This past weekend, I taught a workshop on how to make watermarks at the University of the Arts in Philadelphia. Watermarks (designs which appear in a sheet of paper when illuminated) have intrigued me since the first time I laid eyes upon them. So you can imagine how excited I was when I learned how to make them myself!
Traditional watermarks were made with wire: designs or logos were twisted in wire and soldered or sewn to the papermaking mould.
When I worked at Dieu Donné Papermill in the 1990’s, I was exposed to a multitude of contemporary ways in which artists were fabricating watermarks (wire marks which were sewn to the mould often got in the way of the artist’s ideas). One of my favorite methods is to cut a line image out of a thin rubber material called buttercut, which comes with an adhesive on the back (you can purchase buttercut by the foot from Alpine Stained Glass).
This weekend, we practiced two watermarking techniques using buttercut: first, we cut line drawings from the buttercut to make watermarked sheets; and then we also cut larger silhouette images, which we used more like stencils. And BTW, you can have these types of images cut using technology (vector files done in illustrator can be sent to vinyl plotters).
The line drawings were used to make pure watermarked sheets in pale pulps (we experimented with cotton linters and bamboo pulp – available from Carriage House Paper – which was new to me and produced remarkable results).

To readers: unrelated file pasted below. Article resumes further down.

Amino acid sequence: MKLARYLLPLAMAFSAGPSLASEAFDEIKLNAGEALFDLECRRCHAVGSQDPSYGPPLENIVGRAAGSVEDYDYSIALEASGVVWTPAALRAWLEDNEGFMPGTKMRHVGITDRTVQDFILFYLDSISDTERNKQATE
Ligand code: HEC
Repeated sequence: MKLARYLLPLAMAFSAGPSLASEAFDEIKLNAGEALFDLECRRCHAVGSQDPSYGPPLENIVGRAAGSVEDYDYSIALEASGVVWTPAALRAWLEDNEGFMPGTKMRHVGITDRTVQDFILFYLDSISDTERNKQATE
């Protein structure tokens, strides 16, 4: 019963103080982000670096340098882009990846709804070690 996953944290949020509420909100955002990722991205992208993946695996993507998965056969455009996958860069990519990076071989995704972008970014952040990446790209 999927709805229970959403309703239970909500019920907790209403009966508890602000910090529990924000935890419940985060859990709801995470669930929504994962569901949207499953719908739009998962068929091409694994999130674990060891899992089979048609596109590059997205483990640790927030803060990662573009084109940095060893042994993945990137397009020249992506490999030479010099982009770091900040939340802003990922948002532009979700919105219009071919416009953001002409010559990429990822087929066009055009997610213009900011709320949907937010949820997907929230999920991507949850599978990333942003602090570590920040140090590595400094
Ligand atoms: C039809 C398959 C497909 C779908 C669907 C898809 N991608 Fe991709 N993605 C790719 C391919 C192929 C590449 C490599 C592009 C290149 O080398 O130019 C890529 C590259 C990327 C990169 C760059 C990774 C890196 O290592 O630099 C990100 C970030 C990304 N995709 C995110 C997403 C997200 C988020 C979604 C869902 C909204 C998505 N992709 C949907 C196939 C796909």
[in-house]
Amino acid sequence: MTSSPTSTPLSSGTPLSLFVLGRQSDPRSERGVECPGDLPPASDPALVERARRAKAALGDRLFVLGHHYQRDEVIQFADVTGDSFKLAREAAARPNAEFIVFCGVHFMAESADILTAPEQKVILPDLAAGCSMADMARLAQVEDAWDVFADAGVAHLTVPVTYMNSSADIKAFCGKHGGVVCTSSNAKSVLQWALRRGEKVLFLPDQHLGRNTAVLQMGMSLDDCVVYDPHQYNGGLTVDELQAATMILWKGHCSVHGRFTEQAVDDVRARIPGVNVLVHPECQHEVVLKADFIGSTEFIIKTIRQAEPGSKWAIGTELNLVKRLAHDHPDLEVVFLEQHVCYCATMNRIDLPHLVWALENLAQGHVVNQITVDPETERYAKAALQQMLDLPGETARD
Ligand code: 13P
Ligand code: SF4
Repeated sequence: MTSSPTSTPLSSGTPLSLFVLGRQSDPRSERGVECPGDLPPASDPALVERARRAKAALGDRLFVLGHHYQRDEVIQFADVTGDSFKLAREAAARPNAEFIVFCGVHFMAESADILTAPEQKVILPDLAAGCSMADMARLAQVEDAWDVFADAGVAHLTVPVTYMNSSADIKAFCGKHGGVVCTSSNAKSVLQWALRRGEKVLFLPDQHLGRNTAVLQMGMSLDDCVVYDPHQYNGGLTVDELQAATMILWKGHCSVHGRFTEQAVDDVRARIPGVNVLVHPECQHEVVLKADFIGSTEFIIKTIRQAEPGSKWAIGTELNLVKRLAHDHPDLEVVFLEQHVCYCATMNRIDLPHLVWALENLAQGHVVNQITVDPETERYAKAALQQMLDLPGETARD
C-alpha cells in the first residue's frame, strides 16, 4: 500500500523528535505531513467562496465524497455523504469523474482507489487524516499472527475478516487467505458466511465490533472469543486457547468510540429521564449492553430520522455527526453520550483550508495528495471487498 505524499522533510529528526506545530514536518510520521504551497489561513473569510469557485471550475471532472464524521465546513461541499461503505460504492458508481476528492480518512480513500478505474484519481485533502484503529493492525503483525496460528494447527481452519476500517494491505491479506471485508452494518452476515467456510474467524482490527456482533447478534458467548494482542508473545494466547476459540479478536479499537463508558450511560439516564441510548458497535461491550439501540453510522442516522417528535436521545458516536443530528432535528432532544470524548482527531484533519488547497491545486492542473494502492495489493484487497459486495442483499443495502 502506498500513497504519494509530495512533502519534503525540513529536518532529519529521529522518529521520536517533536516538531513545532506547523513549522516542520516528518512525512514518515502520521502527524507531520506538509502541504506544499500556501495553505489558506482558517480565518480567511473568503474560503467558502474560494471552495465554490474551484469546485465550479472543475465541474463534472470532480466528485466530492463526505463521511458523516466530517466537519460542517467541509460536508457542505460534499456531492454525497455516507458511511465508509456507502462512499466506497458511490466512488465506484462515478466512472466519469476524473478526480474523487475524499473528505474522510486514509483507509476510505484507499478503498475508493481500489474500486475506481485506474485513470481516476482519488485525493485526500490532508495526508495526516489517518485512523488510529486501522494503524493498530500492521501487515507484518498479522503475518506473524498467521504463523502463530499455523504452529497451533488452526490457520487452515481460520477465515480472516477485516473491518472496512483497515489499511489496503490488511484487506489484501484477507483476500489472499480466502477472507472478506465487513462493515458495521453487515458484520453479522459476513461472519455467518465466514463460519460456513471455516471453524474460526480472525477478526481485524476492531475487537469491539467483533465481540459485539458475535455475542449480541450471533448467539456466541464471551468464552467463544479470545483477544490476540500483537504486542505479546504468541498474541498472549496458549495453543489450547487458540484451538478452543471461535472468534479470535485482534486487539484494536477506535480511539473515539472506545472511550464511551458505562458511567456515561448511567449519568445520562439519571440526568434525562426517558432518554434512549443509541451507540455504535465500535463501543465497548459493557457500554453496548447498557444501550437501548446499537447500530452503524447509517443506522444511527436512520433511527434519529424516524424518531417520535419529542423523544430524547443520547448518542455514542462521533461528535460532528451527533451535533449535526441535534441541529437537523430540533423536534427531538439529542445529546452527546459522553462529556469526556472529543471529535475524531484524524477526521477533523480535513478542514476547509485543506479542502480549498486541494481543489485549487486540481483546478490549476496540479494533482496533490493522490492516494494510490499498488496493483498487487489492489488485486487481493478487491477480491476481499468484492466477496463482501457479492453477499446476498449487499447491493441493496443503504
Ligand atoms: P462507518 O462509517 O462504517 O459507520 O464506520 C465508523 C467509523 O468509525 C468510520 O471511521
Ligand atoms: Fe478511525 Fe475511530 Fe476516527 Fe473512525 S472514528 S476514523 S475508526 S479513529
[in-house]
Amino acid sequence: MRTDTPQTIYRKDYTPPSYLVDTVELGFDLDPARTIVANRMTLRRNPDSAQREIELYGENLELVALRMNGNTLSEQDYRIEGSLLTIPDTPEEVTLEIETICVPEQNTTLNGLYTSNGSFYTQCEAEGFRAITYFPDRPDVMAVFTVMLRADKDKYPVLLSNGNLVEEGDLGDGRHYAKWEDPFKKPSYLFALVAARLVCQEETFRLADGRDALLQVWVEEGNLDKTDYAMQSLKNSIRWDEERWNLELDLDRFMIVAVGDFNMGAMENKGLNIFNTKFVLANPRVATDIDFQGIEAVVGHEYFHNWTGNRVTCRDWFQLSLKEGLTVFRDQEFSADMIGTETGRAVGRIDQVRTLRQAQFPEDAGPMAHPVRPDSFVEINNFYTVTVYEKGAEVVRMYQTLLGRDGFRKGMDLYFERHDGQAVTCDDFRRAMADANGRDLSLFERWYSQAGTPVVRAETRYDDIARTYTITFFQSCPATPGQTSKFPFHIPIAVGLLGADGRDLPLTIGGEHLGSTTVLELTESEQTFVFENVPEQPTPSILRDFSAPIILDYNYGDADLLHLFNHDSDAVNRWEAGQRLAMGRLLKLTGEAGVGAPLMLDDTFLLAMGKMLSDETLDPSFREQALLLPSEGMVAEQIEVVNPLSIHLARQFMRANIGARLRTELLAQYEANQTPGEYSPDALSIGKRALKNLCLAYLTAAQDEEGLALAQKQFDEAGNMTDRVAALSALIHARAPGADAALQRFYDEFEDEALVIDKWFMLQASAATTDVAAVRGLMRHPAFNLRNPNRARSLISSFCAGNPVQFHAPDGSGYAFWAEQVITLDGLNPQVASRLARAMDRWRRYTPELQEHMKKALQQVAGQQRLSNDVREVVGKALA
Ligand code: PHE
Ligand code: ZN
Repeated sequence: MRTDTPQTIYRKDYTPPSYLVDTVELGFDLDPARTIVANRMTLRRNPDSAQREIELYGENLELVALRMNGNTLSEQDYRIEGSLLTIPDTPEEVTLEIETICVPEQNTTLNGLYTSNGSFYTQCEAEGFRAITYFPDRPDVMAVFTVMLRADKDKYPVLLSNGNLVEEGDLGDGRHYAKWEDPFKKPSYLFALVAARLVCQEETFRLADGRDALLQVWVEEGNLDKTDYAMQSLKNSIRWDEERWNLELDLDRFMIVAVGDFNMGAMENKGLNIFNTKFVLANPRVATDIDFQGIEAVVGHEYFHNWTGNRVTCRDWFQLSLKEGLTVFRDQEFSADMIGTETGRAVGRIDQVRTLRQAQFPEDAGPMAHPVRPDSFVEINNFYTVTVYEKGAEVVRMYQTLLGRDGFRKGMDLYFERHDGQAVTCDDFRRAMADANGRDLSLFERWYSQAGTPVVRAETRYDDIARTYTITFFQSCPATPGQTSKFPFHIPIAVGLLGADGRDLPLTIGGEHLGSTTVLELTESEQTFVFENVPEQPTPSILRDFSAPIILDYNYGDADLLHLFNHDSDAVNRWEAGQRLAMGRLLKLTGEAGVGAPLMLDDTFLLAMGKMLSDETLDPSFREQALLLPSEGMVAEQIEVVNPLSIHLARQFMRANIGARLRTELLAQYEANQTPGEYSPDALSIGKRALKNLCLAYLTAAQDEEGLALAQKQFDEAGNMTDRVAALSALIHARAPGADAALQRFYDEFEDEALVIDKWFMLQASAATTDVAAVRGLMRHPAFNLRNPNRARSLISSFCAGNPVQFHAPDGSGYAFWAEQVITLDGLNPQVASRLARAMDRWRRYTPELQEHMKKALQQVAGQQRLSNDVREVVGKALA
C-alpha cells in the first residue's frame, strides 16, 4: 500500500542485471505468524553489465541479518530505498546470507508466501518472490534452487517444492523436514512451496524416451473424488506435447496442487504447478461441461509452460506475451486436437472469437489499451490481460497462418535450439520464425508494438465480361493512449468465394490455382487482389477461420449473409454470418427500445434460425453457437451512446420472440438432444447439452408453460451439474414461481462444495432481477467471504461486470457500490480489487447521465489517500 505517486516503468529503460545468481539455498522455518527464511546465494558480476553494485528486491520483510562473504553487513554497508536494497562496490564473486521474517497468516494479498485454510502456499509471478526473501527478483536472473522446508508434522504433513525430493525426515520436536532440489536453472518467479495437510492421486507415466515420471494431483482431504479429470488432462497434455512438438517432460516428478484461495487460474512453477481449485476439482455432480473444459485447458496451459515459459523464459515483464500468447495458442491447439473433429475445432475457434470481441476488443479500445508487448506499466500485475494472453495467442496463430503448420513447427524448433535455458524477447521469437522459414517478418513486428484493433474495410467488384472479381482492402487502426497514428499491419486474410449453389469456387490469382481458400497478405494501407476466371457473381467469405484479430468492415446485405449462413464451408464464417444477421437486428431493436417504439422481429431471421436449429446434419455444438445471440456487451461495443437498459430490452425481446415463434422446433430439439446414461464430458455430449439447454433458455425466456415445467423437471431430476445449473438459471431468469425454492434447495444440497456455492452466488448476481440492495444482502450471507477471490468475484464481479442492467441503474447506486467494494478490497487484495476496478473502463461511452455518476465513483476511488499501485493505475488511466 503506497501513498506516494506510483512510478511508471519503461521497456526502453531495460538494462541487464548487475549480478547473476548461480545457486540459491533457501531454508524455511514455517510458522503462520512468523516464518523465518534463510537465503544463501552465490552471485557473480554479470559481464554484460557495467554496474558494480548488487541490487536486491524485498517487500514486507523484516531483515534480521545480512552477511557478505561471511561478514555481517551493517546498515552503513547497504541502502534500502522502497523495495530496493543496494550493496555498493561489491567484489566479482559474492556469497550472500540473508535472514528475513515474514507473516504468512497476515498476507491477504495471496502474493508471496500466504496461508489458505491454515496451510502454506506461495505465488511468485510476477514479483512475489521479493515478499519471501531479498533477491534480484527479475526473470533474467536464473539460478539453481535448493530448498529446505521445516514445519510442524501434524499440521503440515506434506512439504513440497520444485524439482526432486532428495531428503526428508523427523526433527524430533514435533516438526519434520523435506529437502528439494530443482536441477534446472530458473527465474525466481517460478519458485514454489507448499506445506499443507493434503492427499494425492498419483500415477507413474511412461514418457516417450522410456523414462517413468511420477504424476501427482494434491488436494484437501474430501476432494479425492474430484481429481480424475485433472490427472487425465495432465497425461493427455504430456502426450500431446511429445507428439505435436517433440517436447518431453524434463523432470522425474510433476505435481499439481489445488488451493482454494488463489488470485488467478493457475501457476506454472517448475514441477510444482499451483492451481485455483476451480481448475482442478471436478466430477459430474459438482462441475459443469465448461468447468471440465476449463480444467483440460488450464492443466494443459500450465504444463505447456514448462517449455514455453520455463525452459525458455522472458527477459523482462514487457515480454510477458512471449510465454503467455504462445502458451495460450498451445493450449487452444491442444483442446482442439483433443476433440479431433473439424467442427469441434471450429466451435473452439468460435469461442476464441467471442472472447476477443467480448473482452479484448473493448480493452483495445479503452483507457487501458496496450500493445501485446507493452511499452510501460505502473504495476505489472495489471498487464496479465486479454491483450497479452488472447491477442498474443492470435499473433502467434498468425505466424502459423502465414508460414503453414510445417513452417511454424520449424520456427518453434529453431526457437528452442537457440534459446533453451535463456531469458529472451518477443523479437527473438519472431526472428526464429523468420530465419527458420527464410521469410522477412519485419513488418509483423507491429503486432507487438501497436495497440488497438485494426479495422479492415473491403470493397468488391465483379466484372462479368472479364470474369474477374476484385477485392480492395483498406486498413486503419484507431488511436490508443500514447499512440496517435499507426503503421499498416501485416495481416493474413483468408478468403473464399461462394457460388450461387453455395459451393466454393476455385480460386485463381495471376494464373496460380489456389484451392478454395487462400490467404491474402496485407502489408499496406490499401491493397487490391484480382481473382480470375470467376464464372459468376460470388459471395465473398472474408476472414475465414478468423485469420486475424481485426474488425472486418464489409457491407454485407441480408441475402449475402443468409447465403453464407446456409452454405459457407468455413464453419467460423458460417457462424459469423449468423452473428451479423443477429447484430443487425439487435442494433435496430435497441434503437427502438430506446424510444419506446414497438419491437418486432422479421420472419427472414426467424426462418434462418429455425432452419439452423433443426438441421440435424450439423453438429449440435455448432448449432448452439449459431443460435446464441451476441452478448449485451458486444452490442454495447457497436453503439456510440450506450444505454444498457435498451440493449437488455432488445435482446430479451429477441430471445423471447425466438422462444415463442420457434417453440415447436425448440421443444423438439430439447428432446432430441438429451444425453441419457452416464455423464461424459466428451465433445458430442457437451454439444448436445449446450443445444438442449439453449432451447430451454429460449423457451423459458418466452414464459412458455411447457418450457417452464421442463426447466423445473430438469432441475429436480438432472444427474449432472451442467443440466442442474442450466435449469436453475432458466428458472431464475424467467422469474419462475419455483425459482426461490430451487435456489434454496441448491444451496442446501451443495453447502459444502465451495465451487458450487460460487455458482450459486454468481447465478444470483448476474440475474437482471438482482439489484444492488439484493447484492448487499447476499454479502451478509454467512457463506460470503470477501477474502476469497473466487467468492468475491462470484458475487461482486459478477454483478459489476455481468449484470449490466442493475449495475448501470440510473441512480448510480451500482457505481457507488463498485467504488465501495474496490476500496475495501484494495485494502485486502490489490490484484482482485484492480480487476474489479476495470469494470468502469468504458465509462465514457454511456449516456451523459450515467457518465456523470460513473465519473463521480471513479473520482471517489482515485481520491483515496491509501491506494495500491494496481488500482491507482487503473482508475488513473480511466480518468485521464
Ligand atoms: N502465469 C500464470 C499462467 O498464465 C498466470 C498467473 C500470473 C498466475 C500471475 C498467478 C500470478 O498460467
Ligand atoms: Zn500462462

With the silhouette images, we made very thin sheets of paper using a veil pulp (finely beaten cotton linter) that washed over the buttercut and filled in the areas on the mould. These sheets were then couched onto a backing sheet, which makes the image visible without backlighting.
My apologies to my students – I did not take enough photos during class, so many of these are older images!
A third technique we explored required fabric paint (available at craft stores). We painted images on a mesh (a layer of fiberglass window screen topped with noseeum netting) cut to the size of our moulds. After the fabric paint set (overnight) we placed the su-like screen on top of our moulds and pulled sheets. This technique is more painterly than the buttercut.
Have you done any experimental watermarking? Leave a comment below and tell us about your techniques!
And a quick side note: earlier in the week I was in Baltimore and had the opportunity to hear Lynn Sures talk about her annual trek/workshop in Fabriano, Italy. These incredible chiarascuro watermarks are still being produced in Italy at the Fabriano Mill. Check out the details for Lynn’s trip this coming summer.